This Friday, in a decision that gave heart to criminal defense attorneys across Florida, investigators with the Office of Internal Affairs at the Orlando Police Department reported their findings that an Orlando officer violated department protocols when he administered a mouth swab at a traffic stop without the legal authority to do so. The mouth swab was conducted to determine the presence of drugs on the man driving the car. Criminal defense attorneys take special notice on occasions such as this, when police misconduct appears in drug-crime related situations. Personally, my years of work as a Miami criminal defense lawyer have shown me that there are many drug cases that are not conducted according to the books.
The incident in question occurred at roughly 10 p.m. on January 5th, earlier this year, when Officer Stanaland stopped Adolph Hobbs’ vehicle at the intersection of North Orange Blossom Trail and Country Club Drive. Stanaland has said that he stopped Hobbs’ car after he seeing him talk to supposed drug dealers and suspecting him of having purchased cocaine. Stanaland was not only acting without the proper legal authority to conduct such a search, but also violated department policy when he failed to conduct the swab in a sanitary manner. This nature of treatment stands out to a well-versed criminal defense attorney as a potentially unconstitutional search.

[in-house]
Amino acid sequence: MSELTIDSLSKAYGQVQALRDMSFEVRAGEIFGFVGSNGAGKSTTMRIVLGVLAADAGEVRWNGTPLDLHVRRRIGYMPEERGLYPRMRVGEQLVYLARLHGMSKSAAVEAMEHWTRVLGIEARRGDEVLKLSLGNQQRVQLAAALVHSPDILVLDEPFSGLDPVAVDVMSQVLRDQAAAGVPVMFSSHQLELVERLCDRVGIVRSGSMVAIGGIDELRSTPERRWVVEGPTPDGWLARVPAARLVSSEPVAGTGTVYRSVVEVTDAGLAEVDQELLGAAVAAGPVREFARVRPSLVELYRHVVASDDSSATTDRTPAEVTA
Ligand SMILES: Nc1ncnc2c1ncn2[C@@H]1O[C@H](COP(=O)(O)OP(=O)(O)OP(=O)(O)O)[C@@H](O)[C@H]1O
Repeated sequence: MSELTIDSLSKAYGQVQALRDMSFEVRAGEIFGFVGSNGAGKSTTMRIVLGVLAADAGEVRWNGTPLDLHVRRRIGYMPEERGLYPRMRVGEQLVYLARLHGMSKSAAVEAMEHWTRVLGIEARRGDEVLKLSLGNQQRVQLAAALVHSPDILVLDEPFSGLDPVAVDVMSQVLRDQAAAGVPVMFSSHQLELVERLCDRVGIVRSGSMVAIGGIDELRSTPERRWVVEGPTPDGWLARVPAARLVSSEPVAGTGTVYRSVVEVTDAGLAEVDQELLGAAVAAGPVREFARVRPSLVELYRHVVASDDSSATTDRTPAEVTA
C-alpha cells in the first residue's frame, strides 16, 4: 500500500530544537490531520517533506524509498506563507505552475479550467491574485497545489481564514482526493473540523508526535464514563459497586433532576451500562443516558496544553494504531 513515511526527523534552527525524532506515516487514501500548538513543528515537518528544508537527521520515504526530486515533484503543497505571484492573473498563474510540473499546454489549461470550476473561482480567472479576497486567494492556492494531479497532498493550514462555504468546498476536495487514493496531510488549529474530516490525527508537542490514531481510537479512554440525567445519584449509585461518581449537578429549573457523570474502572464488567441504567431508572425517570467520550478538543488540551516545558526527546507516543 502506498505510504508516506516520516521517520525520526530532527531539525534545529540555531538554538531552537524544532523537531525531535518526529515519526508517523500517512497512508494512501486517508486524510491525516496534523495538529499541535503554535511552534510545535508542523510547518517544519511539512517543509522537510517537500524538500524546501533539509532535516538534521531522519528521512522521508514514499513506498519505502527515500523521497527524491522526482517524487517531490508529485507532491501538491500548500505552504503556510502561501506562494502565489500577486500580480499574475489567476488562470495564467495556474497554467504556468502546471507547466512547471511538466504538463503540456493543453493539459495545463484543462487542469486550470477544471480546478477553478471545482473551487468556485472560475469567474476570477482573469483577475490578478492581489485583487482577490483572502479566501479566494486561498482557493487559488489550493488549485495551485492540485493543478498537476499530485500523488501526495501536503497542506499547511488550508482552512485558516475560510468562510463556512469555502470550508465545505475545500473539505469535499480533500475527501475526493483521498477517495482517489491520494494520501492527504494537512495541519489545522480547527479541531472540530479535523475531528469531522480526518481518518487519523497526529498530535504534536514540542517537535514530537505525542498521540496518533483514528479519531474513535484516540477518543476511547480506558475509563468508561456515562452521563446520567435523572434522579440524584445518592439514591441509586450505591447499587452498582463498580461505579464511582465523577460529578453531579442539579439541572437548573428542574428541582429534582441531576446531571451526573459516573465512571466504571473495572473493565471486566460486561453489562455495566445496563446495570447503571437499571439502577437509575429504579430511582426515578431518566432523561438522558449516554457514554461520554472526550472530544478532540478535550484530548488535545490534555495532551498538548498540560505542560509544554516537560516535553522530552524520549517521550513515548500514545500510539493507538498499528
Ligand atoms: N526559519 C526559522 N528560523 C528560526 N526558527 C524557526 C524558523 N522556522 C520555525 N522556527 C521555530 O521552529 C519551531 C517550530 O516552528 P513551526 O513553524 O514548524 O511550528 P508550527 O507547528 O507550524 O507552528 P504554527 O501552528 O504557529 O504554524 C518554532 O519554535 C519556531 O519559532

The Orlando Police Department requires that officers wear latex gloves and use issued equipment while conducting swab tests. Stanaland wore no gloves and used Q-Tips he had purchased himself. Fortunately, Mr. Hobbs was not found in possession of any illegal substances, but had he been the manner in which he was treated would severely weaken a prosecutor’s case. In such a case, an experienced criminal defense attorney would have his work cut out for him.
The report shows that Hobbs allowed Stanaland to search his car because he had “nothing to hide”. Hobbs reported that after searching the car, Stanaland approached him saying, “open your mouth”, whereupon he conducted the swab test. Asking what it was for, Hobbs was told by Stanaland that he just wanted “to make sure you didn’t eat any drugs”. Hobbs has said that Officer Stanaland never asked for his permission to conduct the test, another occurrence that would stand out to a criminal defense lawyer. The issue was brought to the attention of Internal Affairs when Hobbs filed a complaint several days later. Experience as a Miami criminal defense attorney has led me to recognize all the signs of apparent police misconduct, especially in such arenas so sensitive and potentially destructive as drug cases.